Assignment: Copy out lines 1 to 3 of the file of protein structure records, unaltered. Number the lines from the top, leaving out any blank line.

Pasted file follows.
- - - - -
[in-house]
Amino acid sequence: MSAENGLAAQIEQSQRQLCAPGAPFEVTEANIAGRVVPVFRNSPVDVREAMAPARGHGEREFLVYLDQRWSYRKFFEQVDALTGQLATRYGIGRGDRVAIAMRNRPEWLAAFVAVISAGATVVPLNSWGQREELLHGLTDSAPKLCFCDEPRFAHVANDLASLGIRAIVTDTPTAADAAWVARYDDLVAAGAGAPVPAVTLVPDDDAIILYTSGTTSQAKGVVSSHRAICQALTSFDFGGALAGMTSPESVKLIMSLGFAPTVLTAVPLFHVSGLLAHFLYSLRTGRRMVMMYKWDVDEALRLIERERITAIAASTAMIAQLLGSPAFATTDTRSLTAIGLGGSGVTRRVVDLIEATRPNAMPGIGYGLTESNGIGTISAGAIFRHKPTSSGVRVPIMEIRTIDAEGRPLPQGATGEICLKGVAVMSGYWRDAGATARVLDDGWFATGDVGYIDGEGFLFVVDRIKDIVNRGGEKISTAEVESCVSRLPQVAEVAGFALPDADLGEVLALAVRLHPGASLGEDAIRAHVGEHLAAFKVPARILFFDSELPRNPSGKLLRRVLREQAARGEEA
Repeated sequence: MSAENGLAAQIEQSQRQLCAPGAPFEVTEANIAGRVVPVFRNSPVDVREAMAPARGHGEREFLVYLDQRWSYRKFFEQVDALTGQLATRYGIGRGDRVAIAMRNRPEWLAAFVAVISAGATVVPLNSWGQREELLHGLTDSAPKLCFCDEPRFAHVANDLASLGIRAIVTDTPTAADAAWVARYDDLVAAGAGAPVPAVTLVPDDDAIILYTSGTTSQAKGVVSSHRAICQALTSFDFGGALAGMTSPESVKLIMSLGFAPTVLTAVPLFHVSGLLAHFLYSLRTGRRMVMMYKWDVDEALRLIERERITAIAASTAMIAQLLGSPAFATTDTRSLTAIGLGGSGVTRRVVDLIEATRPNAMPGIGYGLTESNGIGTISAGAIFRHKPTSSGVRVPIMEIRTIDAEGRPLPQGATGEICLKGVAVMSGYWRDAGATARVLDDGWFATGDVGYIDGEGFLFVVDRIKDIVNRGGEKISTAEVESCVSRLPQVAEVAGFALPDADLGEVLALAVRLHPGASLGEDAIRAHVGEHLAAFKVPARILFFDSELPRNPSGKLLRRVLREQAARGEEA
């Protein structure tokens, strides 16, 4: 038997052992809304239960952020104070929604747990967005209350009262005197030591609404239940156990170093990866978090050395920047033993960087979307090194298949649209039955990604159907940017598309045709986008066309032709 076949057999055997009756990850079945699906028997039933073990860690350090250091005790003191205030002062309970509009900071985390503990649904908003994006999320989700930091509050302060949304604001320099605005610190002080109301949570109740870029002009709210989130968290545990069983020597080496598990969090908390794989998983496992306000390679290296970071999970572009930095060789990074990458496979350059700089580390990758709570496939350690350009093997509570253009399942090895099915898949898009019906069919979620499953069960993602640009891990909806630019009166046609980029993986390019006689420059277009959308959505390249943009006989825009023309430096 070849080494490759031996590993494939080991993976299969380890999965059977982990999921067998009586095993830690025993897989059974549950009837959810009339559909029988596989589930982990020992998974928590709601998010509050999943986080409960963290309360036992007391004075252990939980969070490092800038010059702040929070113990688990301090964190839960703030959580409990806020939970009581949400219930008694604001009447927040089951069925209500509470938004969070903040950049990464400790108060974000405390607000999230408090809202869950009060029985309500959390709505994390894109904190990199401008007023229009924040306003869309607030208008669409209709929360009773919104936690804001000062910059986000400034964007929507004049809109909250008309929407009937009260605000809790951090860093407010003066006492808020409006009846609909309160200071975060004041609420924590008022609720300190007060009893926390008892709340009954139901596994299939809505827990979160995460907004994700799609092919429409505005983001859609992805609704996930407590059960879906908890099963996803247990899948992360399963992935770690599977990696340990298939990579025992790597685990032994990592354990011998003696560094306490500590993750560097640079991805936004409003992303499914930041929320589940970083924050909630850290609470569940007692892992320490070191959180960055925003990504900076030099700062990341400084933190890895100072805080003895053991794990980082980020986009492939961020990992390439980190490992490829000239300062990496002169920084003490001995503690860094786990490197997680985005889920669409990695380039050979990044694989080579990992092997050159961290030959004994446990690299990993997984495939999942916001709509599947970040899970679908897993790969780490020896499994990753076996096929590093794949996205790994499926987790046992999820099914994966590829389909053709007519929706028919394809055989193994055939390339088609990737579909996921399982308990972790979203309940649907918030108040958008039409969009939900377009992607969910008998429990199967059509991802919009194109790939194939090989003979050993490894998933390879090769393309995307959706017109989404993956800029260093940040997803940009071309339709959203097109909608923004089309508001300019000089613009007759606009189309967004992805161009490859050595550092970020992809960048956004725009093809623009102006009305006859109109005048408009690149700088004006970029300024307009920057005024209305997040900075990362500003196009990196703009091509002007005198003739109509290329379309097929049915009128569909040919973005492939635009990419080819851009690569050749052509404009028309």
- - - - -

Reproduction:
[in-house]
Amino acid sequence: MSAENGLAAQIEQSQRQLCAPGAPFEVTEANIAGRVVPVFRNSPVDVREAMAPARGHGEREFLVYLDQRWSYRKFFEQVDALTGQLATRYGIGRGDRVAIAMRNRPEWLAAFVAVISAGATVVPLNSWGQREELLHGLTDSAPKLCFCDEPRFAHVANDLASLGIRAIVTDTPTAADAAWVARYDDLVAAGAGAPVPAVTLVPDDDAIILYTSGTTSQAKGVVSSHRAICQALTSFDFGGALAGMTSPESVKLIMSLGFAPTVLTAVPLFHVSGLLAHFLYSLRTGRRMVMMYKWDVDEALRLIERERITAIAASTAMIAQLLGSPAFATTDTRSLTAIGLGGSGVTRRVVDLIEATRPNAMPGIGYGLTESNGIGTISAGAIFRHKPTSSGVRVPIMEIRTIDAEGRPLPQGATGEICLKGVAVMSGYWRDAGATARVLDDGWFATGDVGYIDGEGFLFVVDRIKDIVNRGGEKISTAEVESCVSRLPQVAEVAGFALPDADLGEVLALAVRLHPGASLGEDAIRAHVGEHLAAFKVPARILFFDSELPRNPSGKLLRRVLREQAARGEEA
Repeated sequence: MSAENGLAAQIEQSQRQLCAPGAPFEVTEANIAGRVVPVFRNSPVDVREAMAPARGHGEREFLVYLDQRWSYRKFFEQVDALTGQLATRYGIGRGDRVAIAMRNRPEWLAAFVAVISAGATVVPLNSWGQREELLHGLTDSAPKLCFCDEPRFAHVANDLASLGIRAIVTDTPTAADAAWVARYDDLVAAGAGAPVPAVTLVPDDDAIILYTSGTTSQAKGVVSSHRAICQALTSFDFGGALAGMTSPESVKLIMSLGFAPTVLTAVPLFHVSGLLAHFLYSLRTGRRMVMMYKWDVDEALRLIERERITAIAASTAMIAQLLGSPAFATTDTRSLTAIGLGGSGVTRRVVDLIEATRPNAMPGIGYGLTESNGIGTISAGAIFRHKPTSSGVRVPIMEIRTIDAEGRPLPQGATGEICLKGVAVMSGYWRDAGATARVLDDGWFATGDVGYIDGEGFLFVVDRIKDIVNRGGEKISTAEVESCVSRLPQVAEVAGFALPDADLGEVLALAVRLHPGASLGEDAIRAHVGEHLAAFKVPARILFFDSELPRNPSGKLLRRVLREQAARGEEA